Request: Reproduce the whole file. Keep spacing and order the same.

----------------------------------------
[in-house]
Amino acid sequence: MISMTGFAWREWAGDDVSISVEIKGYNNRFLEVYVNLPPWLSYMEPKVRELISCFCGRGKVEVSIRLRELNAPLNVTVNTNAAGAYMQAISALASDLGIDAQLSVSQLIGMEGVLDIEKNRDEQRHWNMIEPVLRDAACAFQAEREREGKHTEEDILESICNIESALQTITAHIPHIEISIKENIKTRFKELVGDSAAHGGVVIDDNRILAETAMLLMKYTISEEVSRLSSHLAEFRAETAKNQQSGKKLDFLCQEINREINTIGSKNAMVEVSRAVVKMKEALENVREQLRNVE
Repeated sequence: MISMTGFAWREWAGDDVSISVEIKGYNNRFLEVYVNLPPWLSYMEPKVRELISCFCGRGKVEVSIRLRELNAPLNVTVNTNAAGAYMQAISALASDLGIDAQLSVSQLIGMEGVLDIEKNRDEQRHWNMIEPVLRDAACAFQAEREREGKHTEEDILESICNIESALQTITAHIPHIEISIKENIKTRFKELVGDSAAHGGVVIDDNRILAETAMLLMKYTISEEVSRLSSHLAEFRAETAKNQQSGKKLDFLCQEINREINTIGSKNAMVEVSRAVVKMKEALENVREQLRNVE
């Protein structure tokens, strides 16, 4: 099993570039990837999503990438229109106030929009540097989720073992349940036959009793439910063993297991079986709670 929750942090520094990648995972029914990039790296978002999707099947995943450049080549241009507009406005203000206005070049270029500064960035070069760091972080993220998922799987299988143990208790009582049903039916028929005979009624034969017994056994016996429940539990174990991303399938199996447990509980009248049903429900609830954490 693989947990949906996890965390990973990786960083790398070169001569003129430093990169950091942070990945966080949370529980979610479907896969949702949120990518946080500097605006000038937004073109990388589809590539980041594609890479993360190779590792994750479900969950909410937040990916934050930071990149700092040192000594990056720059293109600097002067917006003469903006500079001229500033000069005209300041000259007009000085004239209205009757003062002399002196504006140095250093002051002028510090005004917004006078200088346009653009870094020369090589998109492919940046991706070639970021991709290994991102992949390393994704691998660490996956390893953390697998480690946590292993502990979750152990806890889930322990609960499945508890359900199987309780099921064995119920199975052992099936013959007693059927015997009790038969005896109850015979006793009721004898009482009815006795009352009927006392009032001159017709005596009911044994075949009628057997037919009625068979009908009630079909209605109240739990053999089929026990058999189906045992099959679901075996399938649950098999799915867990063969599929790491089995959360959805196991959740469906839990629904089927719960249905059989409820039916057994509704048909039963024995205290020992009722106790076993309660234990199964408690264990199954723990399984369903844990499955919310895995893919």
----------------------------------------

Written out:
[in-house]
Amino acid sequence: MISMTGFAWREWAGDDVSISVEIKGYNNRFLEVYVNLPPWLSYMEPKVRELISCFCGRGKVEVSIRLRELNAPLNVTVNTNAAGAYMQAISALASDLGIDAQLSVSQLIGMEGVLDIEKNRDEQRHWNMIEPVLRDAACAFQAEREREGKHTEEDILESICNIESALQTITAHIPHIEISIKENIKTRFKELVGDSAAHGGVVIDDNRILAETAMLLMKYTISEEVSRLSSHLAEFRAETAKNQQSGKKLDFLCQEINREINTIGSKNAMVEVSRAVVKMKEALENVREQLRNVE
Repeated sequence: MISMTGFAWREWAGDDVSISVEIKGYNNRFLEVYVNLPPWLSYMEPKVRELISCFCGRGKVEVSIRLRELNAPLNVTVNTNAAGAYMQAISALASDLGIDAQLSVSQLIGMEGVLDIEKNRDEQRHWNMIEPVLRDAACAFQAEREREGKHTEEDILESICNIESALQTITAHIPHIEISIKENIKTRFKELVGDSAAHGGVVIDDNRILAETAMLLMKYTISEEVSRLSSHLAEFRAETAKNQQSGKKLDFLCQEINREINTIGSKNAMVEVSRAVVKMKEALENVREQLRNVE
């Protein structure tokens, strides 16, 4: 099993570039990837999503990438229109106030929009540097989720073992349940036959009793439910063993297991079986709670 929750942090520094990648995972029914990039790296978002999707099947995943450049080549241009507009406005203000206005070049270029500064960035070069760091972080993220998922799987299988143990208790009582049903039916028929005979009624034969017994056994016996429940539990174990991303399938199996447990509980009248049903429900609830954490 693989947990949906996890965390990973990786960083790398070169001569003129430093990169950091942070990945966080949370529980979610479907896969949702949120990518946080500097605006000038937004073109990388589809590539980041594609890479993360190779590792994750479900969950909410937040990916934050930071990149700092040192000594990056720059293109600097002067917006003469903006500079001229500033000069005209300041000259007009000085004239209205009757003062002399002196504006140095250093002051002028510090005004917004006078200088346009653009870094020369090589998109492919940046991706070639970021991709290994991102992949390393994704691998660490996956390893953390697998480690946590292993502990979750152990806890889930322990609960499945508890359900199987309780099921064995119920199975052992099936013959007693059927015997009790038969005896109850015979006793009721004898009482009815006795009352009927006392009032001159017709005596009911044994075949009628057997037919009625068979009908009630079909209605109240739990053999089929026990058999189906045992099959679901075996399938649950098999799915867990063969599929790491089995959360959805196991959740469906839990629904089927719960249905059989409820039916057994509704048909039963024995205290020992009722106790076993309660234990199964408690264990199954723990399984369903844990499955919310895995893919």